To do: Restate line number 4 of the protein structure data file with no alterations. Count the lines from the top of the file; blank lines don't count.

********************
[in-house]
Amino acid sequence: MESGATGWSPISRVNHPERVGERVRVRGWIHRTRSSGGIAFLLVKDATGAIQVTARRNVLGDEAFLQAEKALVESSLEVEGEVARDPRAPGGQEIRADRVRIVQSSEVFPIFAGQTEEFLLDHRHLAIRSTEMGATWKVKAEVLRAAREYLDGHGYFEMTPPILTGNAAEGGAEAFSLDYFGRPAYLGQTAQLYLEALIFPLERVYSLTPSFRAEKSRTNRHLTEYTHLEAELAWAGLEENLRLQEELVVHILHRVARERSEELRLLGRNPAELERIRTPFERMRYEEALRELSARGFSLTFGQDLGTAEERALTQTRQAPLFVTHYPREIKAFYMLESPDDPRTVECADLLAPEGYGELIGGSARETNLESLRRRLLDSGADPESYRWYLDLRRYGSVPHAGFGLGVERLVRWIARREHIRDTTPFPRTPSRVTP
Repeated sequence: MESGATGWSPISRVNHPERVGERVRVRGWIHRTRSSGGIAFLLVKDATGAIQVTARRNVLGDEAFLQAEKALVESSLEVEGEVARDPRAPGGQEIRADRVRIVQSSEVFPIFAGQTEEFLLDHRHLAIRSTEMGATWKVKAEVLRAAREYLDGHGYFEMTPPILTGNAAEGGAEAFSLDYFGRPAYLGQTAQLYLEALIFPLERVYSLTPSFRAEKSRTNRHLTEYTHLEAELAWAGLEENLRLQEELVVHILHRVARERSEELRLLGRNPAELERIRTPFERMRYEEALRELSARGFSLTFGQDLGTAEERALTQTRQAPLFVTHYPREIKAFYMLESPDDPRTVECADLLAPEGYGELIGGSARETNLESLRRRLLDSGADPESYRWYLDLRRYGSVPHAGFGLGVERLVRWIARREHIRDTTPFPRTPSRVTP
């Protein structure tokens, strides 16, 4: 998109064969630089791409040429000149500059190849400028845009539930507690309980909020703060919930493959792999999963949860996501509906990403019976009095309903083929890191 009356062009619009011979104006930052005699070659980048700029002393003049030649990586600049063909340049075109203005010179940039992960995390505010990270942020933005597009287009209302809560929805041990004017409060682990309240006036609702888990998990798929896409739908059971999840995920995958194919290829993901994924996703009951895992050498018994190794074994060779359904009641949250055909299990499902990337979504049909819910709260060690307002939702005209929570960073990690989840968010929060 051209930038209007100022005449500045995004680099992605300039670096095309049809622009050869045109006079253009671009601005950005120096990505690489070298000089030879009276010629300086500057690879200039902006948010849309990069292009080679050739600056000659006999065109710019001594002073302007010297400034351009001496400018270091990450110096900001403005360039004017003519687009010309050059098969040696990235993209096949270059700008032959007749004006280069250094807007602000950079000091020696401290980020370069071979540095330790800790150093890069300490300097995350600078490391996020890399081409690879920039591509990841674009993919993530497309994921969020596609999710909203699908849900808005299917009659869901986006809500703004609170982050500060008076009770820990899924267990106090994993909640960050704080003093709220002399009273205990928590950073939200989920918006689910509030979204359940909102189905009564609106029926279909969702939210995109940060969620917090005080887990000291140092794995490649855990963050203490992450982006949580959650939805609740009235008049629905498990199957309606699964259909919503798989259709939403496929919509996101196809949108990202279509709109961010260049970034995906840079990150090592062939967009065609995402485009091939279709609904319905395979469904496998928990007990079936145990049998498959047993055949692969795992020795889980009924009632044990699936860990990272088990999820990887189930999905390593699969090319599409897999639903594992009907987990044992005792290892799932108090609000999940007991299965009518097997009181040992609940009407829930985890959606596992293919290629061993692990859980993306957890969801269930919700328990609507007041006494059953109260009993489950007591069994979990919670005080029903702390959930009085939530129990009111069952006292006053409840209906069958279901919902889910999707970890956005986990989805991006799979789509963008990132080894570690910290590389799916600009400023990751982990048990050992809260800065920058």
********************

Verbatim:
């Protein structure tokens, strides 16, 4: 998109064969630089791409040429000149500059190849400028845009539930507690309980909020703060919930493959792999999963949860996501509906990403019976009095309903083929890191 009356062009619009011979104006930052005699070659980048700029002393003049030649990586600049063909340049075109203005010179940039992960995390505010990270942020933005597009287009209302809560929805041990004017409060682990309240006036609702888990998990798929896409739908059971999840995920995958194919290829993901994924996703009951895992050498018994190794074994060779359904009641949250055909299990499902990337979504049909819910709260060690307002939702005209929570960073990690989840968010929060 051209930038209007100022005449500045995004680099992605300039670096095309049809622009050869045109006079253009671009601005950005120096990505690489070298000089030879009276010629300086500057690879200039902006948010849309990069292009080679050739600056000659006999065109710019001594002073302007010297400034351009001496400018270091990450110096900001403005360039004017003519687009010309050059098969040696990235993209096949270059700008032959007749004006280069250094807007602000950079000091020696401290980020370069071979540095330790800790150093890069300490300097995350600078490391996020890399081409690879920039591509990841674009993919993530497309994921969020596609999710909203699908849900808005299917009659869901986006809500703004609170982050500060008076009770820990899924267990106090994993909640960050704080003093709220002399009273205990928590950073939200989920918006689910509030979204359940909102189905009564609106029926279909969702939210995109940060969620917090005080887990000291140092794995490649855990963050203490992450982006949580959650939805609740009235008049629905498990199957309606699964259909919503798989259709939403496929919509996101196809949108990202279509709109961010260049970034995906840079990150090592062939967009065609995402485009091939279709609904319905395979469904496998928990007990079936145990049998498959047993055949692969795992020795889980009924009632044990699936860990990272088990999820990887189930999905390593699969090319599409897999639903594992009907987990044992005792290892799932108090609000999940007991299965009518097997009181040992609940009407829930985890959606596992293919290629061993692990859980993306957890969801269930919700328990609507007041006494059953109260009993489950007591069994979990919670005080029903702390959930009085939530129990009111069952006292006053409840209906069958279901919902889910999707970890956005986990989805991006799979789509963008990132080894570690910290590389799916600009400023990751982990048990050992809260800065920058």